Gretchen Peters loves to write songs as much as she loves to sing them. But most of all, this singer-songwriter and Grammy Award nominee is moved by touching others. Peters will perform at the Ulrich Museum of Art’s Art for Your Ears concert series July 12.
Many songs in her concert will come from her recently released album “Hello Cruel World.” Peters, who accompanies herself on the guitar and mandolin, began the folk circuit in Colorado as a teenager. She eventually moved to Nashville, where her songs were recorded by Trisha Yearwood, Patty Loveless, Neil Diamond, Etta James and George Strait.
Her Country Music Association song of the year, “Independence Day,” recorded by Kansas native Martina McBride, demonstrated the horror of abuse. Through these lyrics, Peters opened up conversation, education and compassion.
“I had basically invented this situation (in the song), and then people came up to me and told me it was the truth,” Peters said. “It was really humbling.”
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Peters has taken the realism of “Independence Day” and made her seventh album a search for truth.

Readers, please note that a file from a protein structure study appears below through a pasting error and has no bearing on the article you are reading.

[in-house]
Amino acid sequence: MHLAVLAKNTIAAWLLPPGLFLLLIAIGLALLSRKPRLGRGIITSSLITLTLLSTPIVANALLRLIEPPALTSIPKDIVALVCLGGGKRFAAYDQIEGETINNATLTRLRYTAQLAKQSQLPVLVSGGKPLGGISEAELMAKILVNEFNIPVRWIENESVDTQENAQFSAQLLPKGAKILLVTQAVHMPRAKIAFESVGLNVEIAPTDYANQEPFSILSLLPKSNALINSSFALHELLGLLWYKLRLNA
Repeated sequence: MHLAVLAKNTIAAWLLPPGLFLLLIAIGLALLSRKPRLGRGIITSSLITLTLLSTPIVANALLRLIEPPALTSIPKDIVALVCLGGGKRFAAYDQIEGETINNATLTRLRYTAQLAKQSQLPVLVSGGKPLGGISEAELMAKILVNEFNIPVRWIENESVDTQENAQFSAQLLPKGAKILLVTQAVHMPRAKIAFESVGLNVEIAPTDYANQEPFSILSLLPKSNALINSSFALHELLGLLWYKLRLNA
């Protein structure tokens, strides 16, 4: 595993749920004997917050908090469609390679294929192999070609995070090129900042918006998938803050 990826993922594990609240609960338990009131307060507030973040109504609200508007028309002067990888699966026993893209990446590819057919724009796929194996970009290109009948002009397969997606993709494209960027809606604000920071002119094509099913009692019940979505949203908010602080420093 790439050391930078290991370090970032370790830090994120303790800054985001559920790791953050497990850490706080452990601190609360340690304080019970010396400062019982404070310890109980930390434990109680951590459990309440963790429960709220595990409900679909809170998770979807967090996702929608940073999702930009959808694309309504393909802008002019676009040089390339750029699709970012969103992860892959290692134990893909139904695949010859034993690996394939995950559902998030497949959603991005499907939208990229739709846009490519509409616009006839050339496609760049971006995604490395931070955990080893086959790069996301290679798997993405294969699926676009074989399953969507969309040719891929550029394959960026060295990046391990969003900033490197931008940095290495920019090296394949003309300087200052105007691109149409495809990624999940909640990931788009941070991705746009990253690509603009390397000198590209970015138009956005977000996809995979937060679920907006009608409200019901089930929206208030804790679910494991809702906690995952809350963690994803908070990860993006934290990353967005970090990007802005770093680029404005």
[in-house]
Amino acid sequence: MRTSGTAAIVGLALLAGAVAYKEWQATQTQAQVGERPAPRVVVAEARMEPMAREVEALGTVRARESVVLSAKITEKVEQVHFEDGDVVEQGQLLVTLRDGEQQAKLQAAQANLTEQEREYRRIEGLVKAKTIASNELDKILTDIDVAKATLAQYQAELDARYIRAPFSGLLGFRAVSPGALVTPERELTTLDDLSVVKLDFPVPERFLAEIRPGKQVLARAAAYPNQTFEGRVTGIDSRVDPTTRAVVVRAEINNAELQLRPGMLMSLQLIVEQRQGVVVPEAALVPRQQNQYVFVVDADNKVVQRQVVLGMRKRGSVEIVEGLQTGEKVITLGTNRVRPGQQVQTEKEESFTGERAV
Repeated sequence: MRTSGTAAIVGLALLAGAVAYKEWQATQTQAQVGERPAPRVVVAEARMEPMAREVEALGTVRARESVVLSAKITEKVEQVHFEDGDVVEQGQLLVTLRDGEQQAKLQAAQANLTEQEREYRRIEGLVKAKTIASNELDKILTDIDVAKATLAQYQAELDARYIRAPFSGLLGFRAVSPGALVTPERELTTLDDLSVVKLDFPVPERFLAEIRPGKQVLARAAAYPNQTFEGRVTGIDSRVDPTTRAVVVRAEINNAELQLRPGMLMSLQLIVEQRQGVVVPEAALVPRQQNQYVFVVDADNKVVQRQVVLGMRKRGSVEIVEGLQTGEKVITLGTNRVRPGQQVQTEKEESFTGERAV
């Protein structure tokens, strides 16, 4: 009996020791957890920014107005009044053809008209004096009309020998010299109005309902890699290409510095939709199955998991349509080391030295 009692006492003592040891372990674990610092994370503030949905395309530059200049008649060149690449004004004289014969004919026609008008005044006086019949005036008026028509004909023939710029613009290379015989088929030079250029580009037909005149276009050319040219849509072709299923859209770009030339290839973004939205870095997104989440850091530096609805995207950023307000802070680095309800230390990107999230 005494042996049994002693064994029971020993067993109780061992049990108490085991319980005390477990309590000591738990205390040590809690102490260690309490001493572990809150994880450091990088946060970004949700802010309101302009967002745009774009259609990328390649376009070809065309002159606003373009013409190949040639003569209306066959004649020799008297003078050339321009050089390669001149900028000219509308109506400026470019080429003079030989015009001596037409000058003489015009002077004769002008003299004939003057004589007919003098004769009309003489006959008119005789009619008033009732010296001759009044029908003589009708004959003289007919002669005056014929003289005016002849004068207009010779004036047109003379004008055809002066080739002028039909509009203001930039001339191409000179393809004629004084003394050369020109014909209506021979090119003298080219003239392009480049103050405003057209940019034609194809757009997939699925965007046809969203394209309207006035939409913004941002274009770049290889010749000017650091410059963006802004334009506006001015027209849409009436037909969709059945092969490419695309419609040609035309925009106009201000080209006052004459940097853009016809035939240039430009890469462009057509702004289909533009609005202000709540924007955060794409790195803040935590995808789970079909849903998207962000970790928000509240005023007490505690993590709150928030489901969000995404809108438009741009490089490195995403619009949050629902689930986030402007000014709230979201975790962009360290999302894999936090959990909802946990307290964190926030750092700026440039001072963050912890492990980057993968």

“I really wanted to be honest to the point of my own uncomfortableness,” Peters said. “If I feel slightly inhibited, then I know it’s really true — that’s when you really go to the good stuff.”
Inspiration for “Hello Cruel World” came out of Peters’ tragic and uplifting times in 2010 — a year of turbulence. Inspired by the floods near her home in Nashville, the oil spill on the Gulf of Mexico — where she writes her songs — the suicide of a friend, her marriage to her longtime piano accompanist and partner Barry Walsh, and her 26-year-old son revealing he was transgender.
Peters said that with this album, she examines how the world throws obstacles at you, both good and bad, and how you respond.
“I was interested in writing about the internal emotional workings that go on when you have a year like that,” Peters said.
Because of her heavy touring and recording schedule, Peters has become a “binge” songwriter. By carving out large blocks of time to write and then going cold turkey, Peters said she could go deeper.
“I like to go in all the way down the rabbit hole,” she said. Her physical rabbit hole is in Florida. But Peters, who was raised in both New York and Colorado, considers Nashville home.
The staff at the Ulrich museum believed that Peters would be a special part of the Art for Your Ears series.
“People love live music, and they love hearing singer-songwriters, so we thought it would be a great opportunity to bring art for their ears and not just for their eyes,” said Teresa Veazey, public relations manager at the Ulrich.
Peters said she is excited to bring her music to Wichita once again.
“Music is really powerful,” Peters said. “It goes straight to your insides. It’s got a direct link to your gut and feelings.”